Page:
Thursday, October 23, 2014

Humor Challenge

True Confessions of a Laowai (A.K.A. Foreigner in China)
The following are humorous situations that actually occurred while I was living or traveling around China. 
1.                     My most embarrassing moment: While trying to introduce my 60 freshmen students to various American actors and actresses, I mistakenly turned to the sex scene of a Tom Cruise movie.
2.                     Someone told me that teaching English in China makes you important but not important at the same time.  What that means is that you think you are there to improve people’s English but the school wants to save face by using your employment as an advertisement to attract more students.   The same goes for attending parties, getting asked to teach English in your spare time and various other situations where you find yourself the only foreigner in a room full of Chinese. 
3.                     Conversed (in Mandarin) with Chinese who never once looked at me but instead at my companions who were not a part of the conversation. 
4.                     Invited friends over for “porridge” instead of “Western food” (spaghetti). 
5.                     Conversation with a student who never attended class: “Hi, how are you?” Reply: “How are you?” He may have been the university basketball star but he didn’t pass my class.
6.                     Endured Chinglish (English with Chinese grammar) like this: “I want to play with my boyfriend this weekend” from my students.
7.                     Joined an Australian wife eating bugs and watched her husband’s priceless reaction.
8.                     Made shocking statements in class like “Tom and Jerry are not Disney” and “There are a lot of poor people in America too”.
9.                     Watched people’s reactions as they tried to push their way into a crowded elevator. My baby’s stroller was taking up the extra space they thought we had.  Some people are insistent. 
10.                 Walked into restaurants and pointed at other people’s dishes to order our dinner.
11.                 Played badminton with students and a broken racket flew over the wall leaving a student holding the handle.
12.                 First time I heard the song ‘Yesterday Once More’ I honestly answered that I didn’t know the song.  By the time I left China I had memorized every word.
13.                 Saw a self-proclaimed 24/7 convenience store in our complex that closed at midnight and was still not open at 7 a.m.
14.                 Ate what I thought was a grape that turned out to be a Sichuan pepper. Found out why they should never be eaten.
15.                 Scared a man, not my fiancĂ©, and myself by climbing up the ladder to my bed on an overnight bus after a bathroom stop in the middle of the night.  Turns out I had entered the wrong bus.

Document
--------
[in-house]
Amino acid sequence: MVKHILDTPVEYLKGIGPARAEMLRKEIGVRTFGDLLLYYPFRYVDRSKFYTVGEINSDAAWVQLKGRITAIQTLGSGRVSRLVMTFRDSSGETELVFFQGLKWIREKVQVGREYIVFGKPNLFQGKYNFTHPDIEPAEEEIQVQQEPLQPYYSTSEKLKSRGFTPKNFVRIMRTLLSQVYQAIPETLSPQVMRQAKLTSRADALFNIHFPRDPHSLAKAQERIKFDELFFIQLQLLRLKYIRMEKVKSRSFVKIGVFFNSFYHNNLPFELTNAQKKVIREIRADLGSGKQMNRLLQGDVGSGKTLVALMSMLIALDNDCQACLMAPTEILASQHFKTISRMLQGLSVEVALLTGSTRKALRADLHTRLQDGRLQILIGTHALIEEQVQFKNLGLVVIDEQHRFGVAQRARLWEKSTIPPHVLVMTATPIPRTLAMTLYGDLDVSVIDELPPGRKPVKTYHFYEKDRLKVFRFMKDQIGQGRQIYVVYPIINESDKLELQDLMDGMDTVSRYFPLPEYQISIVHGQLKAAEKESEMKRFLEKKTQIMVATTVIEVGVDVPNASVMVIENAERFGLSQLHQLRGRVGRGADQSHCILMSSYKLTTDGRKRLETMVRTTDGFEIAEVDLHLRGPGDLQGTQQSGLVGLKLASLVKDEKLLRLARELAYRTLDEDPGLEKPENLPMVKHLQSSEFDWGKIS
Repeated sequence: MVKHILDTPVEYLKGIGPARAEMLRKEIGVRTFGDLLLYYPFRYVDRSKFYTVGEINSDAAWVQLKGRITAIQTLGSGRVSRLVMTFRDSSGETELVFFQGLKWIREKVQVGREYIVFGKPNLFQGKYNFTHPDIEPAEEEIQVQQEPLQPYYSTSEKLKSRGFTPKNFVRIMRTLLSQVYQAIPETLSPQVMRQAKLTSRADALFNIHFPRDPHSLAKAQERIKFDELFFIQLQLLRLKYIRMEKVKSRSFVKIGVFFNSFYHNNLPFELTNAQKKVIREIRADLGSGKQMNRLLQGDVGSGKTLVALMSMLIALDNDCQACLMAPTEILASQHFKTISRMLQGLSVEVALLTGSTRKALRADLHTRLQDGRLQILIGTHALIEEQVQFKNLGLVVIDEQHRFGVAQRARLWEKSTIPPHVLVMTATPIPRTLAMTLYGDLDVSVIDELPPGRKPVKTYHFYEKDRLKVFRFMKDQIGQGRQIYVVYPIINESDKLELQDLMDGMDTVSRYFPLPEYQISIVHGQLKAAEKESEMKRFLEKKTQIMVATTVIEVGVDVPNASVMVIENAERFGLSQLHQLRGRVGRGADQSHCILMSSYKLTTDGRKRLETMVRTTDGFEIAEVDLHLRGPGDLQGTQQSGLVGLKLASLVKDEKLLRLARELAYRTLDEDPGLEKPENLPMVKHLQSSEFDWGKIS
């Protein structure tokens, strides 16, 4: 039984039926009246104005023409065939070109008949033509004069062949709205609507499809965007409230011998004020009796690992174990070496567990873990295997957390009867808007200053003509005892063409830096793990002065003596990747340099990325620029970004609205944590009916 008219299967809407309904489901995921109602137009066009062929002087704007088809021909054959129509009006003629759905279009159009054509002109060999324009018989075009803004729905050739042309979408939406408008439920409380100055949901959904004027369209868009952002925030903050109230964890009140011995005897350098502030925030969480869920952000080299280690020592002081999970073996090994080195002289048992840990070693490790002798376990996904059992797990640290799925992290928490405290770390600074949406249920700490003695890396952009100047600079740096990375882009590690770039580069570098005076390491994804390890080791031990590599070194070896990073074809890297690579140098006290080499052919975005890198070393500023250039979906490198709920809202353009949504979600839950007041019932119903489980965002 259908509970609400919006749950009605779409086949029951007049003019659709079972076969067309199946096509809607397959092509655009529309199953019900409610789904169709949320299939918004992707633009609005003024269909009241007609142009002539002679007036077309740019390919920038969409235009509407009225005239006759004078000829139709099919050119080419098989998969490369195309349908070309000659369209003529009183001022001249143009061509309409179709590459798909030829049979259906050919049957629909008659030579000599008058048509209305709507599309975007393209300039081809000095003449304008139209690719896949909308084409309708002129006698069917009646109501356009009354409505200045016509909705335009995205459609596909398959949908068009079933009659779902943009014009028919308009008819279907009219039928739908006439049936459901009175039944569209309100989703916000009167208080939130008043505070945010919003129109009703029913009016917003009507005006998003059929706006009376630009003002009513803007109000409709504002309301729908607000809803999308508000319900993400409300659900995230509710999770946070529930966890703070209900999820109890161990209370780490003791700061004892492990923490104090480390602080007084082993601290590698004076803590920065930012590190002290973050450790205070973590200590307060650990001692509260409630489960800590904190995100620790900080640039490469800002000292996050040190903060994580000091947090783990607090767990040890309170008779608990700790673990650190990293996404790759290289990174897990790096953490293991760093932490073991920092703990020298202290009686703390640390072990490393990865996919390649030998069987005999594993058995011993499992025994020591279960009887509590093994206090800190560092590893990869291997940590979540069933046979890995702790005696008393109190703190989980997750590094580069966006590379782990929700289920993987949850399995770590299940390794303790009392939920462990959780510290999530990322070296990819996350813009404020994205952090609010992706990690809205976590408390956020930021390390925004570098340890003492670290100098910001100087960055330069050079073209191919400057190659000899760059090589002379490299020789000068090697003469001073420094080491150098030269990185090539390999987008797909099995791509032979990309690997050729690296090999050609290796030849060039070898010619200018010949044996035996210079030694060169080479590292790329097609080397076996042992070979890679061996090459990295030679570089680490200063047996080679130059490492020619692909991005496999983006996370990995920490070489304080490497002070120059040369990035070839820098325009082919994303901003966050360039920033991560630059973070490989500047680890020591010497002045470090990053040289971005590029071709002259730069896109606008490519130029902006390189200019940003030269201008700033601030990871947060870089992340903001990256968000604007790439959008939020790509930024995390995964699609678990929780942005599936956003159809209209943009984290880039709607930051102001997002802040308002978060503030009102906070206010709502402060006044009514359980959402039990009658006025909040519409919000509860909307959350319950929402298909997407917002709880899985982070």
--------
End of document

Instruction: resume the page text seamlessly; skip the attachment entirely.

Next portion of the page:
16.                 Even after five years in China I had to repeatedly answer the question about how I knew Mandarin so well (I took two years in college) and how I could use chopsticks so well (I grew up in Hawaii with many Asian restaurants).
17.                 Birthday parties in restaurants sometimes ended in gigantic messes with frosting everywhere (including our faces and hair) and no one actually eating the cake. 
18.                 In the land of the one child family policy (China) we answered the question “How many children do you want?” with “Twelve” at our Chinese wedding banquet as a joke. 
19.                 At tourist spots a fellow traveler would tell Chinese tourists that the handsome young man we were with was a movie star.

20.                 On a flight between two cities read an in-flight magazine customer satisfaction survey.  It asked for your e-male. 

Autobiography Challenge

Hallelujah No Translation Required

Tears.  Why oh why won’t you stop?  Why am I a complete mess this morning?  There must be a reason. If I don’t pull myself together soon I don’t know what is going to happen.  Why does he have to leave? Can’t he see that I am in no state to be left alone for an hour let alone a week?  I can see it clearly now, he is off on his mission in the countryside and all I do is watch romantic comedies all day (every day) and eat Western food.  Maybe he’s right.  I will bankrupt us grieving alone.  Oh, so that’s it. Rachel went to heaven one month ago.   Didn’t the book my mom sent me say that anniversaries are super sensitive?  That makes total sense now.  Please, oh please, take me with you!

My inner dialogue was forgotten a week and a half later as we made our way down the meandrous road on a bright summer afternoon after a successful week of village doctor training in the Yunnan countryside.  The views were spectacular with the steep mountain on one side and a deep river valley on the other punctuated by whole communities of rural villagers with their houses precariously built into the mountainside.  Conversations flowed easily broken only by the occasional honking of our driver’s horn rounding the next bend on the narrow road, making our presence known to anyone going up the mountain path.  We were making great time on a trip usually reserved for overnight buses.